Media entrepreneurship starts with passion and a clue, experts say

The separation of church and state is no longer valid when it comes to journalism education. That’s one of many concepts two leaders in media entrepreneurship shared with Elon University faculty and students on Jan. 20.

William Crowder of Comcast’s DreamIt Ventures, left and Doug Mitchell of UNITY’s NewU incubator, discuss media startups at Elon University on Friday, Jan. 20.

William Crowder, managing director of Comcast’s DreamIt Ventures media accelerator, and Doug Mitchell, co-director of NewU, the media incubator for UNITY, visited with students and faculty in both the School of Communications and the Martha and Spencer Love School of Business to discuss an interdisciplinary approach to media entrepreneurship. The visit was initiated after the fall screening at Elon of CNN’s Blacks in America: Silicon Valley, which revealed the challenges of being a minority media founder.

Associate Professor of Communications Michelle Ferrier invited the two directors to Elon to brainstorm about a new digital entrepreneurship course she is developing for Winter Term 2013. Ferrier is the creator of a series of national startup events for people of color called Journalism That Matters Create or Die.

Ferrier said communications students need to have the creativity and the business know-how to be both intrapreneurs and entrepreneurs.

“We need innovation within and outside legacy media,” she said. “Our students need to understand the startup landscape and how to take ideas from thought to launch.”

Mitchell said the NewU program is about journalists of color who are mission driven to bring news and information to their communities.

School of Communications Associate Professor Michelle Ferrier completed the Scripps Howard Journalism Entrepreneurship fellowship this January with the goal to create a digital entrepreneurship course at Elon next winter.

“We want to give them the acumen to look at what others are doing and to be able to learn from those content creators,” Mitchell said.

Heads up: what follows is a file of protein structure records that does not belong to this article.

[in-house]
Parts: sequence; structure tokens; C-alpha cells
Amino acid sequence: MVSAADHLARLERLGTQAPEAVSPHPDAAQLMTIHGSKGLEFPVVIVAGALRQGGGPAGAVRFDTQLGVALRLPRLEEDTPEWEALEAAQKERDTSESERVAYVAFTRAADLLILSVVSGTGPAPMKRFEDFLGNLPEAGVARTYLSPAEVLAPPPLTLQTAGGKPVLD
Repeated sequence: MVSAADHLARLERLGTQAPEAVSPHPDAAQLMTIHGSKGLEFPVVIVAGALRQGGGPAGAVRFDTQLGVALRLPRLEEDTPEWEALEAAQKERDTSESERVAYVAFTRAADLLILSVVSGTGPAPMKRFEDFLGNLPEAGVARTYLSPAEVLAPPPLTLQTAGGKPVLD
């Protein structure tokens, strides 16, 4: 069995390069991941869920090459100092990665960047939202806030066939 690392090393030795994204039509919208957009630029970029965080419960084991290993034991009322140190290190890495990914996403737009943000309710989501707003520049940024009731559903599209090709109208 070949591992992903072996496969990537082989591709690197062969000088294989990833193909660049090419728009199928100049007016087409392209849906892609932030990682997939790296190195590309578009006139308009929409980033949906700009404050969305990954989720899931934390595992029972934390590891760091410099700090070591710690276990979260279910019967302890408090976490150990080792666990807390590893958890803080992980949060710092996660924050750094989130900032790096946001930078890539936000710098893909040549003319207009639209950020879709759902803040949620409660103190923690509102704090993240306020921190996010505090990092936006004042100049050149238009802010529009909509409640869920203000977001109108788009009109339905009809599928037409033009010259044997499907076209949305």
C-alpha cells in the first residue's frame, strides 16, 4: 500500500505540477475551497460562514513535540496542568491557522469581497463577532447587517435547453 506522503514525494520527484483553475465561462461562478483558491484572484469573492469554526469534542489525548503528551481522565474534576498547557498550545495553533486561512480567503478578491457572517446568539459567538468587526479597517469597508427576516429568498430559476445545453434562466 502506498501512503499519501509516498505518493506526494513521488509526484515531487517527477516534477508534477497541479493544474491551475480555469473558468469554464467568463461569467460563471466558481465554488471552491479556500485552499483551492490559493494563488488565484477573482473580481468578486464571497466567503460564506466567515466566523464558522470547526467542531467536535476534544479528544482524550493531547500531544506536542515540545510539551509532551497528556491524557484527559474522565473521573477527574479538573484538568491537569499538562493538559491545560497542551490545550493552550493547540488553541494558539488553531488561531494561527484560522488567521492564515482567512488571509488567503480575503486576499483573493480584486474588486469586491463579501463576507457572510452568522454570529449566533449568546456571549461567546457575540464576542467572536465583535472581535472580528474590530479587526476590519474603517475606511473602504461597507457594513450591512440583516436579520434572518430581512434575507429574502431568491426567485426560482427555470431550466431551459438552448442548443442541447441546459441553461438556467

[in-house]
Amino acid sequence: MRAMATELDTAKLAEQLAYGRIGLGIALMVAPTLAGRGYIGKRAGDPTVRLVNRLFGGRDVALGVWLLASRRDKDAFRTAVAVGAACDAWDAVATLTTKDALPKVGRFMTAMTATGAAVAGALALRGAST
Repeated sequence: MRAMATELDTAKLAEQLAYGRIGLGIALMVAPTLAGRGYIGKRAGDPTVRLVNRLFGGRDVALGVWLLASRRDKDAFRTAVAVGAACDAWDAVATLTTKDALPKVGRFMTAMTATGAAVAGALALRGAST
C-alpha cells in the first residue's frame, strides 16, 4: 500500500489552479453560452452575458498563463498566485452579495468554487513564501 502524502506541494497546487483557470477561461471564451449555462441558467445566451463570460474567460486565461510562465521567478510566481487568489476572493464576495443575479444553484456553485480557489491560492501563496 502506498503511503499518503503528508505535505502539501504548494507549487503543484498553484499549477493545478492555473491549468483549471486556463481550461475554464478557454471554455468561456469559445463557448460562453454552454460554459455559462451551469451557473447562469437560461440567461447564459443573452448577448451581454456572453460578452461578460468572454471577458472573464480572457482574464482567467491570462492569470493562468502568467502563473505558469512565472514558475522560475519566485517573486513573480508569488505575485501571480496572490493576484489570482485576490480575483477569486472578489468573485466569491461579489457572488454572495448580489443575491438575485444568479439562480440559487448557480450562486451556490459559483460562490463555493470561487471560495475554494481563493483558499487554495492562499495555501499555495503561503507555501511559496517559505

Crowder said that accelerators like DreamIt are considered the “graduate programs” of entrepreneurship. However, undergraduate students need to learn the language of entrepreneurship and have an understanding of the startup ecosystem.

“Students can also learn how to identify opportunity,” Crowder said. “But students must start with a passion and then bring value to it.”

Crowder said that universities are a critical place for identifying projects of merit for external incubators and accelerators. Faculty can help vet projects to push to higher levels such as competitions, startup weekends, incubators and accelerators.

One of the challenges to innovation within academe is creating a culture of failure, iteration and learning.

“Failure is critical to innovation. However, students are conditioned to fear failure. We need to create spaces where experimentation is OK,” said Ferrier.

Students suggested spaces at Elon for creative, entrepreneurially minded individuals to gather.

“You need a community where you’re working alongside other entrepreneurs who believe in you,” Ferrier said. “Like a startup space where project teams can gather or a living space where innovation is encouraged 24/7.”